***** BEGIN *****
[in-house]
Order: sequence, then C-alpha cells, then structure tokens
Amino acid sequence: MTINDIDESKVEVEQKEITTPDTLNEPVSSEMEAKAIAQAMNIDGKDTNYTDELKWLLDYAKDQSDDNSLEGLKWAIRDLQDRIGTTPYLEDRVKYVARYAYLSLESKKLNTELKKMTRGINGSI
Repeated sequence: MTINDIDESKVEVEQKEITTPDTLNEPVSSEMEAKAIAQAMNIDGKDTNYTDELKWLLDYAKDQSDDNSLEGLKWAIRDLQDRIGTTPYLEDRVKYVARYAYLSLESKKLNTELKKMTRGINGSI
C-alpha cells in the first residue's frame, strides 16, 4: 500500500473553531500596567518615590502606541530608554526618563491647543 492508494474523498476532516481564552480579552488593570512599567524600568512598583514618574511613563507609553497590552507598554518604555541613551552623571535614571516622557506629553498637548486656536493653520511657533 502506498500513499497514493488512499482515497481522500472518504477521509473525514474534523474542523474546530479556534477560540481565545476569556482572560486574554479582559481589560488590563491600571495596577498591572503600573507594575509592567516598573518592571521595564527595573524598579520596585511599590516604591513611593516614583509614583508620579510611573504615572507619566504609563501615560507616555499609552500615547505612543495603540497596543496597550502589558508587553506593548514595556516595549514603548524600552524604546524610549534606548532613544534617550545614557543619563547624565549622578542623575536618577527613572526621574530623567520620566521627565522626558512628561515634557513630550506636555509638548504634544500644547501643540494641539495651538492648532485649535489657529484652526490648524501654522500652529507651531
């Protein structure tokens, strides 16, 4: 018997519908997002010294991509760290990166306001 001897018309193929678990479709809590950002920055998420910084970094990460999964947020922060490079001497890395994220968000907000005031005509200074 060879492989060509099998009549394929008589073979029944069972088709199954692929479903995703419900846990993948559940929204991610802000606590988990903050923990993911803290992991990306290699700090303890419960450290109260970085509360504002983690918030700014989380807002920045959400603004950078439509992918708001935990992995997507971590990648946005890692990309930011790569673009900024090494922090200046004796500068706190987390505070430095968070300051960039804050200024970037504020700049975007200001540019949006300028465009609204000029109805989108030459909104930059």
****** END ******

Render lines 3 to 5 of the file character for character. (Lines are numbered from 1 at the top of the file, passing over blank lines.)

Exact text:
Amino acid sequence: MTINDIDESKVEVEQKEITTPDTLNEPVSSEMEAKAIAQAMNIDGKDTNYTDELKWLLDYAKDQSDDNSLEGLKWAIRDLQDRIGTTPYLEDRVKYVARYAYLSLESKKLNTELKKMTRGINGSI
Repeated sequence: MTINDIDESKVEVEQKEITTPDTLNEPVSSEMEAKAIAQAMNIDGKDTNYTDELKWLLDYAKDQSDDNSLEGLKWAIRDLQDRIGTTPYLEDRVKYVARYAYLSLESKKLNTELKKMTRGINGSI
C-alpha cells in the first residue's frame, strides 16, 4: 500500500473553531500596567518615590502606541530608554526618563491647543 492508494474523498476532516481564552480579552488593570512599567524600568512598583514618574511613563507609553497590552507598554518604555541613551552623571535614571516622557506629553498637548486656536493653520511657533 502506498500513499497514493488512499482515497481522500472518504477521509473525514474534523474542523474546530479556534477560540481565545476569556482572560486574554479582559481589560488590563491600571495596577498591572503600573507594575509592567516598573518592571521595564527595573524598579520596585511599590516604591513611593516614583509614583508620579510611573504615572507619566504609563501615560507616555499609552500615547505612543495603540497596543496597550502589558508587553506593548514595556516595549514603548524600552524604546524610549534606548532613544534617550545614557543619563547624565549622578542623575536618577527613572526621574530623567520620566521627565522626558512628561515634557513630550506636555509638548504634544500644547501643540494641539495651538492648532485649535489657529484652526490648524501654522500652529507651531